The images 340 can each be associated with metadata that describes some characteristic associated with the image. One example of metadata that can be associated with any or all of the images 340 is time information that describes when the image was recorded (e.g. by a digital camera). Time information can be in the form of a time stamp including a value or values representing the date and/or time at which the image was recorded. Another example of metadata that can be associated with any or all of the images 340 is geolocation information (e.g. coordinates) that describes the location at which the device that recorded the image was situated at the time when the image was recorded.

The image organizing system 300 can be implemented using any computing device that is operable to receive the images 340, execute instructions operable to perform the functions associated with the image organizing system 300, and output the album 350. As one example, the image organizing system 300 can be implemented as a hosted application at the application hosting service 130, the images 340 can be received from the storage system that is implemented by the application hosting service 130, and the album 350 generated in this example will be accessible using the storage system of the application hosting service 130 via an interface that is displayed by a remote computing device through a web browser application or a dedicated application. As another example, the image organizing system 300 can be implemented as a local application at the user system 110, the images 340 can be received from a local file system of the user system 110, and the album 350 can be generated as, for example, a folder containing a subset of the images 340.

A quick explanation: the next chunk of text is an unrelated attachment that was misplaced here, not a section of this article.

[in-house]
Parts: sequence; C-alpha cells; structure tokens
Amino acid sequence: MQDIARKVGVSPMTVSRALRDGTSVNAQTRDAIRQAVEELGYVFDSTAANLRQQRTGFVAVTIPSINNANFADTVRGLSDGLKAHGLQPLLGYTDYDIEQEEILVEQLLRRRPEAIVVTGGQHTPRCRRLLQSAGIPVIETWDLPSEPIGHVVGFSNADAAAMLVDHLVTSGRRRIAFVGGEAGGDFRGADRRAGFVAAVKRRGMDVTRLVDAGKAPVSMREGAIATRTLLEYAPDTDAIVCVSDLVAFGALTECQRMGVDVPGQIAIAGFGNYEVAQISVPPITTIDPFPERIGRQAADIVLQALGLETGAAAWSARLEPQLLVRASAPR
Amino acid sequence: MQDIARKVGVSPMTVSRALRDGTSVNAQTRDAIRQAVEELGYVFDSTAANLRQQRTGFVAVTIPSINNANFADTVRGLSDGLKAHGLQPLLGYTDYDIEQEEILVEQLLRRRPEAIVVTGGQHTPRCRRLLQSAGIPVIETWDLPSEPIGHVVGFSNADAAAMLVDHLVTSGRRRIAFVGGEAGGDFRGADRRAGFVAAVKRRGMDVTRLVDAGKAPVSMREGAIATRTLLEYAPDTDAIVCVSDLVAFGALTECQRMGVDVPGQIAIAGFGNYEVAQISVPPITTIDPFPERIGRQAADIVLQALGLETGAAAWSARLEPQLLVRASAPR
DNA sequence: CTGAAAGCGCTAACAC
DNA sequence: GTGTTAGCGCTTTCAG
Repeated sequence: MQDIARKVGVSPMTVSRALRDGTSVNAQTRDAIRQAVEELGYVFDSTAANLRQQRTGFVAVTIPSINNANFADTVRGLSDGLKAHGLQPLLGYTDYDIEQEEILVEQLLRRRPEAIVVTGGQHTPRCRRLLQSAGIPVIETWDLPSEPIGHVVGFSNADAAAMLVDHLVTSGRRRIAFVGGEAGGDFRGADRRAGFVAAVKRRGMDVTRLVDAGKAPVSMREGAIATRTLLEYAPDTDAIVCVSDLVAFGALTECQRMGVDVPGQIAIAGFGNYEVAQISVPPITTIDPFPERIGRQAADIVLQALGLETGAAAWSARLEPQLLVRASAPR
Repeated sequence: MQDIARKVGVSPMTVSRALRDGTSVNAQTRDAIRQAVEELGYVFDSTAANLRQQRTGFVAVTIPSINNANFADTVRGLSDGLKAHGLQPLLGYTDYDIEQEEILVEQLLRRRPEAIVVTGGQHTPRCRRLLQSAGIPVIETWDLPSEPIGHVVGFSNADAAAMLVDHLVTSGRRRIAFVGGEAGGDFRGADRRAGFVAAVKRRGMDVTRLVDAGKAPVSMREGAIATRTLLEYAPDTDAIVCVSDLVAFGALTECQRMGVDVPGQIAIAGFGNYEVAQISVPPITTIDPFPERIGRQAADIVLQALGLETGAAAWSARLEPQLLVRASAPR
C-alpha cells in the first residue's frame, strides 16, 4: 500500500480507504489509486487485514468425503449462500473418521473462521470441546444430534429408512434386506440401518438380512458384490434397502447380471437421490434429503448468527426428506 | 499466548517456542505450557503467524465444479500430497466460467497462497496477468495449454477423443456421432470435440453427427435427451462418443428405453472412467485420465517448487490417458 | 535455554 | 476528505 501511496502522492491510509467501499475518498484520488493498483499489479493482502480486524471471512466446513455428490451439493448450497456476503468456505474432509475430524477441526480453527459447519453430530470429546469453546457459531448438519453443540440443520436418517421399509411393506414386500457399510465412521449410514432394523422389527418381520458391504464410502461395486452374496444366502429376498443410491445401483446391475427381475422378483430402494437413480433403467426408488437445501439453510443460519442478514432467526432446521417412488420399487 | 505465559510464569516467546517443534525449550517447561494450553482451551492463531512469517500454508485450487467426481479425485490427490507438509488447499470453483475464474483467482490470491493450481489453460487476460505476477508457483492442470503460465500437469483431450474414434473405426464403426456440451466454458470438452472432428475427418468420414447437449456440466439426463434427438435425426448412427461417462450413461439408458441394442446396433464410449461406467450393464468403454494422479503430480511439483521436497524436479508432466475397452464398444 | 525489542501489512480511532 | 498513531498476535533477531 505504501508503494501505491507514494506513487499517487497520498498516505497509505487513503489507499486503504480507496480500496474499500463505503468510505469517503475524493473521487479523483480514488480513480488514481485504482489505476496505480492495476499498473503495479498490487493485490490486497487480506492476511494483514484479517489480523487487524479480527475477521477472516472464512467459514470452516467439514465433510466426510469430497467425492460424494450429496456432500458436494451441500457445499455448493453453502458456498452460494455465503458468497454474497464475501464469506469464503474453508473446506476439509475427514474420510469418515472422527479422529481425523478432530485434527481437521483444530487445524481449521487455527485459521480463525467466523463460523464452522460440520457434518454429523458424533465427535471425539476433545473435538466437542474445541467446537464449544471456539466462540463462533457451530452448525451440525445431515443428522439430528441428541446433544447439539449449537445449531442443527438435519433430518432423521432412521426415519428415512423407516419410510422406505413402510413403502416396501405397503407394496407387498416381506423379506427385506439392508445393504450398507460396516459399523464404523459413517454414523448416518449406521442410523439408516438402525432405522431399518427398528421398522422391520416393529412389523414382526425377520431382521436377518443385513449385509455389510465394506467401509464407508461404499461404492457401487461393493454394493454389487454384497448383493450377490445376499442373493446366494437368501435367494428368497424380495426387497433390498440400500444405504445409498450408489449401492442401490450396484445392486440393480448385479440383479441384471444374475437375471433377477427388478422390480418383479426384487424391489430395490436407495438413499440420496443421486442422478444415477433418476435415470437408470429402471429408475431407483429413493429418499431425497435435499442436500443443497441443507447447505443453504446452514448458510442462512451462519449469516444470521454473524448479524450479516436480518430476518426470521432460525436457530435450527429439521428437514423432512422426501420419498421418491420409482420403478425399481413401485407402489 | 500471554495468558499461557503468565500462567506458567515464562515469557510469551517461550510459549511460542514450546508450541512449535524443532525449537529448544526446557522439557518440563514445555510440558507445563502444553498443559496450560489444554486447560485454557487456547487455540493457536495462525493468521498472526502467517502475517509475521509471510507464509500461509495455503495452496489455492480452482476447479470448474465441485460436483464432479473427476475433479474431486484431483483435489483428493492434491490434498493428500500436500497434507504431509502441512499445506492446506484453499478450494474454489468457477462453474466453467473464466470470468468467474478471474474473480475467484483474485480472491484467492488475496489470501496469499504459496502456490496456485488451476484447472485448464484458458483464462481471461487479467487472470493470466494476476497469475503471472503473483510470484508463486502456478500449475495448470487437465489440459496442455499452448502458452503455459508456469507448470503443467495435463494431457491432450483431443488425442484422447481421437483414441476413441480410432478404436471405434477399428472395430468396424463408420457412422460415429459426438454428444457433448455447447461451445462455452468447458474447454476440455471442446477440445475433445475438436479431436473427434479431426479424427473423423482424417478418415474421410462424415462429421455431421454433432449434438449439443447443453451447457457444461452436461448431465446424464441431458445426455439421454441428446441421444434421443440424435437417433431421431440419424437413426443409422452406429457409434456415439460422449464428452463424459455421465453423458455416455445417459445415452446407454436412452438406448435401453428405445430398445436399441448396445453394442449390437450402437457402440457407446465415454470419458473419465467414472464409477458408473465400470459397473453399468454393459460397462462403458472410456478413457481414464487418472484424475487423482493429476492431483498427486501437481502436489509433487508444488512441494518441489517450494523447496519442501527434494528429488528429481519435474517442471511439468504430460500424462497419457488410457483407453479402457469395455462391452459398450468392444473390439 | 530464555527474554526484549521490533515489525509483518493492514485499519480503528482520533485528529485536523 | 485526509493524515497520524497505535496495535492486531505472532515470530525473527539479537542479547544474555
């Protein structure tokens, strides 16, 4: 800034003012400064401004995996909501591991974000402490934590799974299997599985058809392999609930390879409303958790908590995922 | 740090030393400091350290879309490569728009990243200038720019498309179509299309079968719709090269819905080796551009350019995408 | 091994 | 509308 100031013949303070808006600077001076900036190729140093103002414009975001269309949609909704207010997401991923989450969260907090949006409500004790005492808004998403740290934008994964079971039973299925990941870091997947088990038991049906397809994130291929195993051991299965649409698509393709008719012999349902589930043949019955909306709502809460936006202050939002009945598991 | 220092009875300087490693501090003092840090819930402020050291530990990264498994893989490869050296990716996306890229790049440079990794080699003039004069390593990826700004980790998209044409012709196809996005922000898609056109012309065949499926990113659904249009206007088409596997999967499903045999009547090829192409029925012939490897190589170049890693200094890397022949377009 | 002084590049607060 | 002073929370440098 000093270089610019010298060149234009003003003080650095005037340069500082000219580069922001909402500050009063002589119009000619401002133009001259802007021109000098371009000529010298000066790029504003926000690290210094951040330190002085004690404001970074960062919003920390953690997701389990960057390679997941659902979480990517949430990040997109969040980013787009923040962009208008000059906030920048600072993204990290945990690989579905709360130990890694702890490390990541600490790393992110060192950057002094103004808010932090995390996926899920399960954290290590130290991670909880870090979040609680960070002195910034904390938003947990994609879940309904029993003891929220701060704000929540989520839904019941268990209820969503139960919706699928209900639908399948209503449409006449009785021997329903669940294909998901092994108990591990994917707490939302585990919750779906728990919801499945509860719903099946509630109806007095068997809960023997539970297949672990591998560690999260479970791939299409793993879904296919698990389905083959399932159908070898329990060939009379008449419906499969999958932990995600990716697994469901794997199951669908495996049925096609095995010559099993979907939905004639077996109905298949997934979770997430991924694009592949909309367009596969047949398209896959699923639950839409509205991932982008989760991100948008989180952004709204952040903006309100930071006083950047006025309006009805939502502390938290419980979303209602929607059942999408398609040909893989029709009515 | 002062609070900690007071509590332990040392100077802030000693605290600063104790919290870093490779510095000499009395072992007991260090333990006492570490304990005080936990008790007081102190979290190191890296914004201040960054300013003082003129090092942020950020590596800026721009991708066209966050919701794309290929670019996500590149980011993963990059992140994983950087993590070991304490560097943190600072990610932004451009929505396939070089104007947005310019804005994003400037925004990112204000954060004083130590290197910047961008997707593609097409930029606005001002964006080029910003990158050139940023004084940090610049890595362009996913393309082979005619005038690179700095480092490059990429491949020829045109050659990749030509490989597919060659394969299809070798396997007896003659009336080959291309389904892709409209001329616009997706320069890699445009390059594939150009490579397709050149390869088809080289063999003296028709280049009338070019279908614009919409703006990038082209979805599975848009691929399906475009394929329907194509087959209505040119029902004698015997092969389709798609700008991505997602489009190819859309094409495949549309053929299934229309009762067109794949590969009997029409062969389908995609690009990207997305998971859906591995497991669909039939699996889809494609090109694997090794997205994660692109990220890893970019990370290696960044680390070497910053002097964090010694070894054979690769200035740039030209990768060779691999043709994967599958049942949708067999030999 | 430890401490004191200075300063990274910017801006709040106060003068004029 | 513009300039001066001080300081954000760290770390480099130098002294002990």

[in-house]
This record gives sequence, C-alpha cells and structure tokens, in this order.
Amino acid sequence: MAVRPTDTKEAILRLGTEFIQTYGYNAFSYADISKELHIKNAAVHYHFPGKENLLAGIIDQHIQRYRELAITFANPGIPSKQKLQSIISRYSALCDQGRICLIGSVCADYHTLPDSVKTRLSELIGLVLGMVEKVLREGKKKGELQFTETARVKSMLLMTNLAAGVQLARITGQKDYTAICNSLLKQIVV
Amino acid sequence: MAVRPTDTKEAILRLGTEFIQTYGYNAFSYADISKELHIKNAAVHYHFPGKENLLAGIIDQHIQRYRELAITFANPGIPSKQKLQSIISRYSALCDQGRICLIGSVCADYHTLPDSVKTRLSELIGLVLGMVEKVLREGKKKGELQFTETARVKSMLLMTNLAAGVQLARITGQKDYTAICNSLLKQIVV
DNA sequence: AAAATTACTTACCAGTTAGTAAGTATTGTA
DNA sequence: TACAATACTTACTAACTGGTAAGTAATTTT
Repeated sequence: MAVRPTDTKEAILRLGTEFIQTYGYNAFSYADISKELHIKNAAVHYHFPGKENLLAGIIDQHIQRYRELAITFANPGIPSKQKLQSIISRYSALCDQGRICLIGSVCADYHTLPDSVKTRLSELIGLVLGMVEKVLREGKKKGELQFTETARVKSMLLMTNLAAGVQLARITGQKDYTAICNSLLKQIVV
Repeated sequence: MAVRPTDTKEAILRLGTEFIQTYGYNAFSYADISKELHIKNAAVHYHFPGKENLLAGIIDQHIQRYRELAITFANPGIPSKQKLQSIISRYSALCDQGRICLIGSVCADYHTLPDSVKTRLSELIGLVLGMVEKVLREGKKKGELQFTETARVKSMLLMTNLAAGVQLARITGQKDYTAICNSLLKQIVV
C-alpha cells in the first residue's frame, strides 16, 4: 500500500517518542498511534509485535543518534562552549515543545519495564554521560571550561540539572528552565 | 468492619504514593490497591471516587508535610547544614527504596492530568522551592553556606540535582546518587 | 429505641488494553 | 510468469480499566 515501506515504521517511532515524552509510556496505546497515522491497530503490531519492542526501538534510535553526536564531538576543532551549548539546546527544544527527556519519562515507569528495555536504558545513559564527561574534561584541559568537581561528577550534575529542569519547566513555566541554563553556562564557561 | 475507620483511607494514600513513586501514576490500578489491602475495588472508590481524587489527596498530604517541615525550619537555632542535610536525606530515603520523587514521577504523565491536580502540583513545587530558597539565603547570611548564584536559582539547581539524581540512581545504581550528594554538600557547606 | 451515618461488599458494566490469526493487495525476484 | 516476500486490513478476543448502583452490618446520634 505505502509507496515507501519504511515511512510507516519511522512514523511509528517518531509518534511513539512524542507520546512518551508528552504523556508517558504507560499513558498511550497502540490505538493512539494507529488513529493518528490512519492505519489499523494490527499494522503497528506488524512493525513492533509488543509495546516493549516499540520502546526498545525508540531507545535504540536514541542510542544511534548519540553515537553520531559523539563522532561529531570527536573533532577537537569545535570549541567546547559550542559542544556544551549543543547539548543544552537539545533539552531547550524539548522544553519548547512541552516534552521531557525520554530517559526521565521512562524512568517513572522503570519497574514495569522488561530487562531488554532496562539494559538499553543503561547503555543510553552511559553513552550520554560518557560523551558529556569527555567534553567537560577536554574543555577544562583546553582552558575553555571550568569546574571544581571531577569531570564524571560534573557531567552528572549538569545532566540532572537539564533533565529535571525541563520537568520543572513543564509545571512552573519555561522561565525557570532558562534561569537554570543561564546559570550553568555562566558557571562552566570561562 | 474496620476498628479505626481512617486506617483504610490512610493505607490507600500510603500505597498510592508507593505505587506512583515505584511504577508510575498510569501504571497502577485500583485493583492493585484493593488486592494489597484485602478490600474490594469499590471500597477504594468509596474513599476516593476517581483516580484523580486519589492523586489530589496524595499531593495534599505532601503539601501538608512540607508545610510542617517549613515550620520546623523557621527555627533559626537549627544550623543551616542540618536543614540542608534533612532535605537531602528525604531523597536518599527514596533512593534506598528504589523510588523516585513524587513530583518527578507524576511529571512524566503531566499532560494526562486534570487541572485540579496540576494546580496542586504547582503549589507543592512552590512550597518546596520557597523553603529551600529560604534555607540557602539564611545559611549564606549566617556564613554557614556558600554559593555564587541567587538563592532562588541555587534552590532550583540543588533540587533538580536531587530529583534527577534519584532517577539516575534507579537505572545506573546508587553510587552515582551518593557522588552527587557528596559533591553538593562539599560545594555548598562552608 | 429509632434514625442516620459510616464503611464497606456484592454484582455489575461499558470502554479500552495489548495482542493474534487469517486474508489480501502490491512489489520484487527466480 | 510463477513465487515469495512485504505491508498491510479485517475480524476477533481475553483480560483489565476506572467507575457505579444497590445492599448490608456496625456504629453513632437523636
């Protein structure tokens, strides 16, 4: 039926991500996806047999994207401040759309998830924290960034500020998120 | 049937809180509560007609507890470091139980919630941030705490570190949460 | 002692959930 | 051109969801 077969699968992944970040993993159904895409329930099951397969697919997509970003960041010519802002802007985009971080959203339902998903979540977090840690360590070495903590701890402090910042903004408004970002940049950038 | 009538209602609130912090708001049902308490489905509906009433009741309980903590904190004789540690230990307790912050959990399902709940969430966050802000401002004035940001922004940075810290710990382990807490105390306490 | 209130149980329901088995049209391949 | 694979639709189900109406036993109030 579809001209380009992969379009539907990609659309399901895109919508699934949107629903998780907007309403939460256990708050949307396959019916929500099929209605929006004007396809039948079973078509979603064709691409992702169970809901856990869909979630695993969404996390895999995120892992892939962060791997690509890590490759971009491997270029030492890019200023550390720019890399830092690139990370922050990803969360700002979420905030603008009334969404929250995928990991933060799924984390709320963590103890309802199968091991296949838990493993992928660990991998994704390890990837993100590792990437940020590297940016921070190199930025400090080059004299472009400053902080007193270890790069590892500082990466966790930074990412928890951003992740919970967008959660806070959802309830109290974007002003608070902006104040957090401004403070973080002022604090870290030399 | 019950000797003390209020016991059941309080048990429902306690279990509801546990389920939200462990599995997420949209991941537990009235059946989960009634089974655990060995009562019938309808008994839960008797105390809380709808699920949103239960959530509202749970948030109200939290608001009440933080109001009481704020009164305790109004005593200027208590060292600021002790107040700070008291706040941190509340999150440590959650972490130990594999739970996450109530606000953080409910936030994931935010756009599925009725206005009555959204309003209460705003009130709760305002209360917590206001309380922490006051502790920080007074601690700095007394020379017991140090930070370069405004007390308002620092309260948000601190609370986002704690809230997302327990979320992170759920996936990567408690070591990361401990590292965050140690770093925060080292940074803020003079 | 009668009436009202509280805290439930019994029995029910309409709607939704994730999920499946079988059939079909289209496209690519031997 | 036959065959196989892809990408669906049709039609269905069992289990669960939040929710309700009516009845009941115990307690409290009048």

The data extraction component 310 is operable to obtain information for each of the images 340. Obtaining information for an image can include accessing information stored within the image itself, accessing information stored in association with the image, or using the information stored within or in association with the image to access external information that is relevant to the image but is not associated with the image.

Information contained in the image itself includes information describing one or more visible features of the image as represented by the pixel values of the image. For example, the images 340 can be processed to extract visible features from them. Visible features can be extracted from the images 340 in any suitable manner. The visible features that are extracted from the images 340 can then be compared with known features, as will be discussed further herein. Methods of extracting visible features and identifying them by comparing them to known features are well known in the art. For example, methods of object recognition in images are described in David G. Lowe, "Object recognition from local scale-invariant features," International Conference on Computer Vision, Corfu, Greece (September 1999), pp. 1150-1157.

Information associated with the image includes metadata that is written by the image capture device (e.g. digital camera) that recorded the image and metadata that is added to the image after it is recorded, such as by manual entry of the metadata by a user. Metadata can include many types of information, including geolocation information and time information, as previously noted.

The information extracted from the images 340 by the data extraction component 310 is passed to the grouping component 320. The grouping component 320 is operable to identify a group of related images from the plurality of images 340. The grouping component 320 can group images based on a single characteristic or based on a combination of multiple characteristics.